Generally speaking, no matter which industry, more than 95% of "innovation" will fall on the road to commercialization. Although innovation in the field of medical devices takes longer and costs more, the success rate is lower than 5%. For example, biodegradable stents, although Abbott, Poco and other cardiovascular giants have successively invested in research, after more than ten years, they still have not escaped the fate of leaving the product after the market. But what is surprising is that many innovative devices that seem to be "not the optimal solution" in certain dimensions have unexpectedly achieved the success of "swords and deviations" and won a considerable market share. For example, as a relatively new minimally invasive technique in spinal surgery, intervertebral foraminoscope is only one of many methods for treating intervertebral disc herniation in mature global markets and large hospitals in China. However, in China's primary hospital market, this technology is highly sought after by patients and doctors. It is also an innovation in the field of medical devices. What causes the "same new and different life"? We simplify complex issues and evaluate the degree of subversion of a certain innovative device to existing solutions, mainly considering the following five dimensions:
1.Patient treatment benefit
The degree of benefit that can be brought to the patient. Including short-term benefits (such as intraoperative blood loss, recent complication rate, discharge time, etc.) and long-term benefits (such as long-term complication rate, long-term survival rate, etc.)
2.Technical pain point resolution
It is a pain point that can achieve the purpose of treatment for various troubled surgeons in the clinic and hinder the smooth completion of the operation. For example, for complex and delicate operations with narrow anatomical areas, how to solve a series of difficulties such as the narrow operating space and the tissue damage caused by the tremor of the surgeon.
The self-realization benefits that the adoption of new ideas and new technologies can bring to doctors. For doctors of different classes, self-realization has different meanings. For top experts, it may be through the promotion of innovative treatment concepts to establish and consolidate its leading position in the industry; for young and middle-aged backbone doctors and regional experts, it may be a "curve" to achieve academic status through the improvement of innovative treatment methods. "Overtaking"; and for more basic-level doctors, it is more likely that they can gain professional and administrative status through the learning of innovative treatment methods.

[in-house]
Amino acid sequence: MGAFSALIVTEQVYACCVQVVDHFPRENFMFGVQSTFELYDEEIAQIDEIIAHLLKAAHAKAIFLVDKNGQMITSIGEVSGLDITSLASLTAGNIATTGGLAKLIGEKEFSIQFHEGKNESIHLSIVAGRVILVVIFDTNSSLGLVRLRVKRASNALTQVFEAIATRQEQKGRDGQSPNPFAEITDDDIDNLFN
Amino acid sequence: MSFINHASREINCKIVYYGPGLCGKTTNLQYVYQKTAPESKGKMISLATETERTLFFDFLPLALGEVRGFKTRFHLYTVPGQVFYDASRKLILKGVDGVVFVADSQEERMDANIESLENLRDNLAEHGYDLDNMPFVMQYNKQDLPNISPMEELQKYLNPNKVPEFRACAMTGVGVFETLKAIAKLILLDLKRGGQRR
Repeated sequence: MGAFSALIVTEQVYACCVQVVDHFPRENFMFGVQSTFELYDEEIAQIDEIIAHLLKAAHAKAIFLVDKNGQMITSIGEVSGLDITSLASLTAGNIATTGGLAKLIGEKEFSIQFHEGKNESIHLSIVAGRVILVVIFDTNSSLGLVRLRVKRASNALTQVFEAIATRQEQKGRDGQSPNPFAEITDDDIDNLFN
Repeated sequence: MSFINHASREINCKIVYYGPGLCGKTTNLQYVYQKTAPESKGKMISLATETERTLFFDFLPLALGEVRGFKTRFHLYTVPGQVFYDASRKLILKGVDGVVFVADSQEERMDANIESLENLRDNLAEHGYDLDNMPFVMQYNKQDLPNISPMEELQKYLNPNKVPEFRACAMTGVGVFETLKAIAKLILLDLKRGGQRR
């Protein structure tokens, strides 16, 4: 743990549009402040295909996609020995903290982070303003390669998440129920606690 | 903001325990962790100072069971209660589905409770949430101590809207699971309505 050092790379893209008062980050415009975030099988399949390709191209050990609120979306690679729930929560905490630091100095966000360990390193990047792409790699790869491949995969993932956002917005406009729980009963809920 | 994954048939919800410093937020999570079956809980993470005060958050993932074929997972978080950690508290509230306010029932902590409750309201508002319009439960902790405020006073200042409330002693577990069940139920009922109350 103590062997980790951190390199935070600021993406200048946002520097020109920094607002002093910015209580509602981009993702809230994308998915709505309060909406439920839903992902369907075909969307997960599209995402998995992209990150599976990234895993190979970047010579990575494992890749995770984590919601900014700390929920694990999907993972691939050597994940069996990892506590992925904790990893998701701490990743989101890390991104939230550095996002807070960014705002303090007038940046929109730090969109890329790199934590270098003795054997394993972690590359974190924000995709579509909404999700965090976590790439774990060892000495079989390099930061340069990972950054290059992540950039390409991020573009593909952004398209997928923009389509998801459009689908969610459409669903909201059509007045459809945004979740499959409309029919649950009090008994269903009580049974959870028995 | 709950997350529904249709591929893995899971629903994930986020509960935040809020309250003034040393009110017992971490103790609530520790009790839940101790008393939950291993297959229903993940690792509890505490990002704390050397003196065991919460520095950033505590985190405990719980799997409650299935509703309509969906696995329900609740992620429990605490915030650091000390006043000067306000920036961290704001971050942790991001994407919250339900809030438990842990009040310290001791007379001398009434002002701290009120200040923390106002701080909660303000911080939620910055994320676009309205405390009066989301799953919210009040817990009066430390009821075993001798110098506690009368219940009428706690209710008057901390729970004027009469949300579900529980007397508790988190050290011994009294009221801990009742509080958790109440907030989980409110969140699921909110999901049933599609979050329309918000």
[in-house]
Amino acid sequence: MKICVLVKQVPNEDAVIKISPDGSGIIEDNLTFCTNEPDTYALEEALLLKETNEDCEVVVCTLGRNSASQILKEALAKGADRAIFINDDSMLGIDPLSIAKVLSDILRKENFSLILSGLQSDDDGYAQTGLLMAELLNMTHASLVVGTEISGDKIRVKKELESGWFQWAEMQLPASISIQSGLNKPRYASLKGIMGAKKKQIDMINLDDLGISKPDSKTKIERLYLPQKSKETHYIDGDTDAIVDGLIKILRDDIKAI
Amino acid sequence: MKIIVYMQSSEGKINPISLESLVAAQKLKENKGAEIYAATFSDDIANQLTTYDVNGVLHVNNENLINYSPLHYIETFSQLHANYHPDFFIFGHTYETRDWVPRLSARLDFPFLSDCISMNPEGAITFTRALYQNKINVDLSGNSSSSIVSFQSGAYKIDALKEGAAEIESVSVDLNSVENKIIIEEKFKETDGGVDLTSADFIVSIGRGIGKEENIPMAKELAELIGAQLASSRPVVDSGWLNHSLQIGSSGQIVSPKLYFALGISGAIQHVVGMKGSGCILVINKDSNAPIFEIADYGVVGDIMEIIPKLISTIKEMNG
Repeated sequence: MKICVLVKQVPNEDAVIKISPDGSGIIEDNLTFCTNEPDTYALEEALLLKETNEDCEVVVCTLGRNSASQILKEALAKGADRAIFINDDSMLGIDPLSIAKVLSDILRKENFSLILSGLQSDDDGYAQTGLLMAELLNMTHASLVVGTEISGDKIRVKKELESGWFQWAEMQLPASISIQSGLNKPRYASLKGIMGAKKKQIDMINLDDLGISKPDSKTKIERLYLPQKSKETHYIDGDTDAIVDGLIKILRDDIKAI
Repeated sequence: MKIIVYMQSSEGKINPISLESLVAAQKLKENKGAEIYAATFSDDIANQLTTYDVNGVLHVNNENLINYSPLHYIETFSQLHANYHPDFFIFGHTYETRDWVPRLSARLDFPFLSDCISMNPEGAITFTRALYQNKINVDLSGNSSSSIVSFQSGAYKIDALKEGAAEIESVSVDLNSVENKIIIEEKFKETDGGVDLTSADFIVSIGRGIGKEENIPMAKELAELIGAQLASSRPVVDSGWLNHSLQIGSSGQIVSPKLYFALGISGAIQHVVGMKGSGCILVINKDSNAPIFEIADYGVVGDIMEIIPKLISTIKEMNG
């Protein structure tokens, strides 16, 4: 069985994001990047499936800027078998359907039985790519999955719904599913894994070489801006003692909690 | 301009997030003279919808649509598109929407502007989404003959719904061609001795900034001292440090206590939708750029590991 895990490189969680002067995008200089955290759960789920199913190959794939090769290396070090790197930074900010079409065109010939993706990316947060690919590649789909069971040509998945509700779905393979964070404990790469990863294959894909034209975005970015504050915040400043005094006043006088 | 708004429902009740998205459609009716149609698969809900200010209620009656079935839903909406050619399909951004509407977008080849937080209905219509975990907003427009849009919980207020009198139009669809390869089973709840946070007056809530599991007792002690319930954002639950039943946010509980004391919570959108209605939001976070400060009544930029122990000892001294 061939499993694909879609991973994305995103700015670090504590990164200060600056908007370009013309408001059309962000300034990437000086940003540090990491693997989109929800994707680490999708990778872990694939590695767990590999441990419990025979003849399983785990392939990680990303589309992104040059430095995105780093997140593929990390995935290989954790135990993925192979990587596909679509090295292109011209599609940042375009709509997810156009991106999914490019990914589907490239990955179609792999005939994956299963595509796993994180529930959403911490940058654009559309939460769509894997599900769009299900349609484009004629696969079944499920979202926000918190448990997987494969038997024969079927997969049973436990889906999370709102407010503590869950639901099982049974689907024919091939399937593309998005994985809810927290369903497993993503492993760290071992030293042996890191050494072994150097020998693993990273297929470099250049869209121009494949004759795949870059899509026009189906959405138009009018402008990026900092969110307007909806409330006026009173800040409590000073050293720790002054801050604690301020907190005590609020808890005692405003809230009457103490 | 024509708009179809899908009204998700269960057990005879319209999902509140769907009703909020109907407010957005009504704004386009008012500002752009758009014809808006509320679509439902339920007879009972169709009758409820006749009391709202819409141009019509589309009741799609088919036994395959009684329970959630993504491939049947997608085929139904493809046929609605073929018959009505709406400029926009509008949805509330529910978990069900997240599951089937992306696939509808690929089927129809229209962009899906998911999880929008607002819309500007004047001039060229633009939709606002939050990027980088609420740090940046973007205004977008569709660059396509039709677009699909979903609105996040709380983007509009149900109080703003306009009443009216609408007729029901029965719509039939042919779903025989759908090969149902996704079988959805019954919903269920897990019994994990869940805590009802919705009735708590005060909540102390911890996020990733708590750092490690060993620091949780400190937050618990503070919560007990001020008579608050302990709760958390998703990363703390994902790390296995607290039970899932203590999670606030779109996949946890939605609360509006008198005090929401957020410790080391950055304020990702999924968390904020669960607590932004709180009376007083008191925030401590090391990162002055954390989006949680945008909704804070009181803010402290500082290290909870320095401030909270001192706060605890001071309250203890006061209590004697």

4.Clinical application cost
Payer's Net Expenses is, the net expenditure required by the payer (including medical insurance and patient pay) to purchase and use the innovative solution. The so-called net expenditure means not only the expenses (generally including equipment usage expenses, consumable expenses, service expenses incurred due to the use of the equipment, etc.) should be considered, but also cost savings (such as savings due to the application of new products and shortened hospital stays) Hospitalization, medical expenses, etc.)
The success probability of medical device innovation is to achieve "great breakthroughs" in as many dimensions as possible among the above five dimensions, and try to avoid being "one-vote veto" in one of the remaining dimensions. According to the author's observation, if a "great breakthrough" is achieved in more than 2 of the 5 dimensions, it is very likely to produce disruptive innovation. However, even if there are many "great breakthroughs" in innovative solutions, if the performance in a certain dimension is obviously inferior to traditional methods, they are very likely to be "vetoed by one vote" in the process of commercialization.